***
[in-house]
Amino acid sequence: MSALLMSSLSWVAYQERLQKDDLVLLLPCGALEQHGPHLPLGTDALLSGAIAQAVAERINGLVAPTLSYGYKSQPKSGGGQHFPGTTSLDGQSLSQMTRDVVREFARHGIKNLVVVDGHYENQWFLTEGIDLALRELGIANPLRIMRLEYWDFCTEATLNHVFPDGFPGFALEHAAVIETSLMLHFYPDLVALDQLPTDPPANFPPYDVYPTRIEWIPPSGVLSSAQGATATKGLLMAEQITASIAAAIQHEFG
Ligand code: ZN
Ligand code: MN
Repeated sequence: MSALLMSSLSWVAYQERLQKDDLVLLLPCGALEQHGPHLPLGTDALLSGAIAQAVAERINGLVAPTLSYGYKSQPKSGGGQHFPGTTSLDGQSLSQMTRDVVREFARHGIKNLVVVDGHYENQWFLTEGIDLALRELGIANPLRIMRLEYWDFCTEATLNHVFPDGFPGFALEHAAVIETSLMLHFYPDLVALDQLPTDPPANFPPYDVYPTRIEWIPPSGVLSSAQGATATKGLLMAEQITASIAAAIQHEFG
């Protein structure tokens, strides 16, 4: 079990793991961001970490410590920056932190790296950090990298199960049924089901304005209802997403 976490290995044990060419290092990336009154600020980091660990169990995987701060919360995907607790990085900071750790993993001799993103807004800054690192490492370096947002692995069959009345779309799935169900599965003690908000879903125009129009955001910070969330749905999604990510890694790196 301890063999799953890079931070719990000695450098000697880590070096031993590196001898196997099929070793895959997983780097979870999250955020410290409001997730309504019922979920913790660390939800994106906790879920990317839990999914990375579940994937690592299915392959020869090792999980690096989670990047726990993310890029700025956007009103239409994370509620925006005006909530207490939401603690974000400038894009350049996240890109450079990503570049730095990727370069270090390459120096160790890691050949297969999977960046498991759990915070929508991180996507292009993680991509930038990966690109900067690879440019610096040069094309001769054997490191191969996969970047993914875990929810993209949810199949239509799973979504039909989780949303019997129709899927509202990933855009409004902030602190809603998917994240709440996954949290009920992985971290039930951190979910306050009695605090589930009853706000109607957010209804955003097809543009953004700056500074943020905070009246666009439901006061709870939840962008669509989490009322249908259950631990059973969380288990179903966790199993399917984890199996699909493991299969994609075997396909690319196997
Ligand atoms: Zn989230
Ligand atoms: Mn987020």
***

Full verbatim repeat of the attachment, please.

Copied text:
[in-house]
Amino acid sequence: MSALLMSSLSWVAYQERLQKDDLVLLLPCGALEQHGPHLPLGTDALLSGAIAQAVAERINGLVAPTLSYGYKSQPKSGGGQHFPGTTSLDGQSLSQMTRDVVREFARHGIKNLVVVDGHYENQWFLTEGIDLALRELGIANPLRIMRLEYWDFCTEATLNHVFPDGFPGFALEHAAVIETSLMLHFYPDLVALDQLPTDPPANFPPYDVYPTRIEWIPPSGVLSSAQGATATKGLLMAEQITASIAAAIQHEFG
Ligand code: ZN
Ligand code: MN
Repeated sequence: MSALLMSSLSWVAYQERLQKDDLVLLLPCGALEQHGPHLPLGTDALLSGAIAQAVAERINGLVAPTLSYGYKSQPKSGGGQHFPGTTSLDGQSLSQMTRDVVREFARHGIKNLVVVDGHYENQWFLTEGIDLALRELGIANPLRIMRLEYWDFCTEATLNHVFPDGFPGFALEHAAVIETSLMLHFYPDLVALDQLPTDPPANFPPYDVYPTRIEWIPPSGVLSSAQGATATKGLLMAEQITASIAAAIQHEFG
């Protein structure tokens, strides 16, 4: 079990793991961001970490410590920056932190790296950090990298199960049924089901304005209802997403 976490290995044990060419290092990336009154600020980091660990169990995987701060919360995907607790990085900071750790993993001799993103807004800054690192490492370096947002692995069959009345779309799935169900599965003690908000879903125009129009955001910070969330749905999604990510890694790196 301890063999799953890079931070719990000695450098000697880590070096031993590196001898196997099929070793895959997983780097979870999250955020410290409001997730309504019922979920913790660390939800994106906790879920990317839990999914990375579940994937690592299915392959020869090792999980690096989670990047726990993310890029700025956007009103239409994370509620925006005006909530207490939401603690974000400038894009350049996240890109450079990503570049730095990727370069270090390459120096160790890691050949297969999977960046498991759990915070929508991180996507292009993680991509930038990966690109900067690879440019610096040069094309001769054997490191191969996969970047993914875990929810993209949810199949239509799973979504039909989780949303019997129709899927509202990933855009409004902030602190809603998917994240709440996954949290009920992985971290039930951190979910306050009695605090589930009853706000109607957010209804955003097809543009953004700056500074943020905070009246666009439901006061709870939840962008669509989490009322249908259950631990059973969380288990179903966790199993399917984890199996699909493991299969994609075997396909690319196997
Ligand atoms: Zn989230
Ligand atoms: Mn987020």